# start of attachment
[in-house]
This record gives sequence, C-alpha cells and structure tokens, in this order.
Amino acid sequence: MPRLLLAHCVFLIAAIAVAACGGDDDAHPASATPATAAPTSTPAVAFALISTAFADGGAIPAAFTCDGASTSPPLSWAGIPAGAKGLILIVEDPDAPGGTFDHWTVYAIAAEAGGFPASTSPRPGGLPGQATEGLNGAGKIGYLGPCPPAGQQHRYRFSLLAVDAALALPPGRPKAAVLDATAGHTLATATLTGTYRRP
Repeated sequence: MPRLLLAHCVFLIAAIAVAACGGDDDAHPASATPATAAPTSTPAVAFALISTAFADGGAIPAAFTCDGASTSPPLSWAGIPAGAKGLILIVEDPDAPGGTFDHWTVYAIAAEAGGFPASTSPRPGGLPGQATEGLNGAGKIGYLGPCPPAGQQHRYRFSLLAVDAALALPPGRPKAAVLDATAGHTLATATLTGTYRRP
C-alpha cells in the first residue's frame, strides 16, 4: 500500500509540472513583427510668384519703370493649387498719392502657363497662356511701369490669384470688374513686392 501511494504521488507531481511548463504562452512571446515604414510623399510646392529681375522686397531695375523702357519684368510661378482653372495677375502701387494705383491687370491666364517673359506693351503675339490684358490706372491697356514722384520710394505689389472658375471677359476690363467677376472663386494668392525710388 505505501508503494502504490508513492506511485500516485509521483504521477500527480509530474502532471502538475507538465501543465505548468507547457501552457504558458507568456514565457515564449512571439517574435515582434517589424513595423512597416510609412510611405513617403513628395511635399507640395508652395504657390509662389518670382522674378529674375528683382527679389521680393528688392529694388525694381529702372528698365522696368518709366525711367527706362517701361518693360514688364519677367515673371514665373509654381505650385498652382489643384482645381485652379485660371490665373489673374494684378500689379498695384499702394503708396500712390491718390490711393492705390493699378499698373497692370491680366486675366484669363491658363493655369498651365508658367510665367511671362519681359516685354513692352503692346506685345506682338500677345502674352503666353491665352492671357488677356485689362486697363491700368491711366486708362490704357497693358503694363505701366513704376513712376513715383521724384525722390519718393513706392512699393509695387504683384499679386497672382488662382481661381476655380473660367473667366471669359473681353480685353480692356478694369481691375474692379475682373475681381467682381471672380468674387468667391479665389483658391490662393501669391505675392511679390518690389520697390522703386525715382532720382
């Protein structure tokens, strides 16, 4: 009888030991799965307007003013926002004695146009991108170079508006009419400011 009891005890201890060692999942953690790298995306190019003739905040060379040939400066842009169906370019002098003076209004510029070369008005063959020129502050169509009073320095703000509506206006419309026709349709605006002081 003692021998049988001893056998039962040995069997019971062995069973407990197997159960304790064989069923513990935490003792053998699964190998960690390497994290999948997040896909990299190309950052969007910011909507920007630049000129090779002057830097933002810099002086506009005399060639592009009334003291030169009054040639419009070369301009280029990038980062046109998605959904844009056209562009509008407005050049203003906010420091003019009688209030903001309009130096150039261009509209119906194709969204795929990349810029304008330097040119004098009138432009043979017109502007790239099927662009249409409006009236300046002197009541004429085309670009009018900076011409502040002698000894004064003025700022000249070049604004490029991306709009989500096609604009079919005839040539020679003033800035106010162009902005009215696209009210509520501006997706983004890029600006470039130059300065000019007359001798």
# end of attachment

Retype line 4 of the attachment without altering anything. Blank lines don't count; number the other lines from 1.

Repeated sequence: MPRLLLAHCVFLIAAIAVAACGGDDDAHPASATPATAAPTSTPAVAFALISTAFADGGAIPAAFTCDGASTSPPLSWAGIPAGAKGLILIVEDPDAPGGTFDHWTVYAIAAEAGGFPASTSPRPGGLPGQATEGLNGAGKIGYLGPCPPAGQQHRYRFSLLAVDAALALPPGRPKAAVLDATAGHTLATATLTGTYRRP